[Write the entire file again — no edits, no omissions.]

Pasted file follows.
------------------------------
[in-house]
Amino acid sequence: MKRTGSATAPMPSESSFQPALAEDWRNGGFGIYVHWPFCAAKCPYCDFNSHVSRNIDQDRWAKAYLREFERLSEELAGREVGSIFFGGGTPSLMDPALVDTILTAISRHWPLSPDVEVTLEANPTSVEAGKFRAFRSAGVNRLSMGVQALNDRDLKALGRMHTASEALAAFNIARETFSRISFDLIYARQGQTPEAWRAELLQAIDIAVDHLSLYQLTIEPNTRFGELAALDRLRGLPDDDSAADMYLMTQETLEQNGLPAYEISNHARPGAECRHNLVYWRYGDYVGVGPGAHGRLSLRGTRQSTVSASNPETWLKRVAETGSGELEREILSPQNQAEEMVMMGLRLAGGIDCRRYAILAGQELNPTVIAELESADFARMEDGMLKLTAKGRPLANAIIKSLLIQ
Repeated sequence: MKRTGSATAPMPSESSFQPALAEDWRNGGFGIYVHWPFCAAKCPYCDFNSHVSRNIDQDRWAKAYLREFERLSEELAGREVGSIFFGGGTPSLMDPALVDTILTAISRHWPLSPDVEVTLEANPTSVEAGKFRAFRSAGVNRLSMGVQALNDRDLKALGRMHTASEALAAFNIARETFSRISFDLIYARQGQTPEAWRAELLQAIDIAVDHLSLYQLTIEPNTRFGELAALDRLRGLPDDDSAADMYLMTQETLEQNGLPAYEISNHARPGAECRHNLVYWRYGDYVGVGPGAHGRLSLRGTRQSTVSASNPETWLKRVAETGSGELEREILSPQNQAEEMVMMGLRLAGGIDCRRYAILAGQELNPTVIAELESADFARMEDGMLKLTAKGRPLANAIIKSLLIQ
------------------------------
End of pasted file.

[in-house]
Amino acid sequence: MKRTGSATAPMPSESSFQPALAEDWRNGGFGIYVHWPFCAAKCPYCDFNSHVSRNIDQDRWAKAYLREFERLSEELAGREVGSIFFGGGTPSLMDPALVDTILTAISRHWPLSPDVEVTLEANPTSVEAGKFRAFRSAGVNRLSMGVQALNDRDLKALGRMHTASEALAAFNIARETFSRISFDLIYARQGQTPEAWRAELLQAIDIAVDHLSLYQLTIEPNTRFGELAALDRLRGLPDDDSAADMYLMTQETLEQNGLPAYEISNHARPGAECRHNLVYWRYGDYVGVGPGAHGRLSLRGTRQSTVSASNPETWLKRVAETGSGELEREILSPQNQAEEMVMMGLRLAGGIDCRRYAILAGQELNPTVIAELESADFARMEDGMLKLTAKGRPLANAIIKSLLIQ
Repeated sequence: MKRTGSATAPMPSESSFQPALAEDWRNGGFGIYVHWPFCAAKCPYCDFNSHVSRNIDQDRWAKAYLREFERLSEELAGREVGSIFFGGGTPSLMDPALVDTILTAISRHWPLSPDVEVTLEANPTSVEAGKFRAFRSAGVNRLSMGVQALNDRDLKALGRMHTASEALAAFNIARETFSRISFDLIYARQGQTPEAWRAELLQAIDIAVDHLSLYQLTIEPNTRFGELAALDRLRGLPDDDSAADMYLMTQETLEQNGLPAYEISNHARPGAECRHNLVYWRYGDYVGVGPGAHGRLSLRGTRQSTVSASNPETWLKRVAETGSGELEREILSPQNQAEEMVMMGLRLAGGIDCRRYAILAGQELNPTVIAELESADFARMEDGMLKLTAKGRPLANAIIKSLLIQ